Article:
Those last days on the Arctic Sunrise in September 2013, gave me one of my most precious memories. That might sound odd to you: armed men with balaclavas abseiling down from a helicopter and holding some of the crew at gunpoint; unable to communicate with the outside world, our movements limited to a few rooms of the ship; unaware of the emotional rollercoaster that was lying ahead of us. The towing to Murmansk would take a couple of days, and the Russian Coast Guard had full control over the Arctic Sunrise.
With plenty of time on our hands, forced to do nothing, I tried to make the most of it. I decided to kill time by reading books, playing card games, talking and making jokes with the others. Then one of us got a brilliant idea: ‘let’s make a home-made banner!’.
We’d sailed to Gazprom’s first offshore platform in the Arctic to take action, to protect the Arctic and not to be pulled out of there for 36 hours. Our mission wasn’t over yet.
Stripped from all action and campaign materials, everybody started to gather stuff to make the banner: towels, sheets, scissors and needles. A big banner and small hand banner were made. And to my surprise, despite the limitations, it was the most beautiful Save the Arctic banner I’d ever seen. Before we could actually hang it for the arrival in the Murmansk harbour, the coastguard officers confiscated it. I hope to find it back on the Arctic Sunrise when we welcome it in Amsterdam.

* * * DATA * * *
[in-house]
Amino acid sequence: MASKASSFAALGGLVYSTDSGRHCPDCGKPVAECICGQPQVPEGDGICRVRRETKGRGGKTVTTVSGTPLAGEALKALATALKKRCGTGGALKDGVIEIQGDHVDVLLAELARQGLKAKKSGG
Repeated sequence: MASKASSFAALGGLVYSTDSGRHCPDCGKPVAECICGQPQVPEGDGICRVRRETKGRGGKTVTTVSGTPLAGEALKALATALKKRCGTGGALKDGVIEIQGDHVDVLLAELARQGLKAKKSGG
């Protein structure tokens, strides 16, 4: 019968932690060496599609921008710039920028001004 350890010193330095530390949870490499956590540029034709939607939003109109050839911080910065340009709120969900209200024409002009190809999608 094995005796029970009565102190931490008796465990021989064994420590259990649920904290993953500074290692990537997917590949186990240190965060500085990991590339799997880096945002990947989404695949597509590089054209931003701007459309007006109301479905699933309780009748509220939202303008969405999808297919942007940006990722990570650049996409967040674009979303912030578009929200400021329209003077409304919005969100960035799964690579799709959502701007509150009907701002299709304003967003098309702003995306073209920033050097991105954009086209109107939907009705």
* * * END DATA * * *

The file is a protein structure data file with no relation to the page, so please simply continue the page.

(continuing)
The return of the Arctic Sunrise is the last chapter of the Arctic 30 saga.
But its not the end of the story for the Arctic. Oil companies like Shell are pressing ahead with their reckless drilling, along with a particularly shameless brand of PR, and quite frankly it makes me furious. You’ve probably seen our Lego campaign these last few weeks. The Arctic 30 went out to protect the Arctic for future generations; now here’s Shell trying to poison young people’s minds.
I’m so grateful for all the people that marched and protested for our release, including for the 31st detainee, the Arctic Sunrise. Now I hope you’ll continue to stand by the Arctic until this fragile eco-system is properly protected.
Faiza Oulahsen is a Climate Campaigner at Greenpeace Netherlands.
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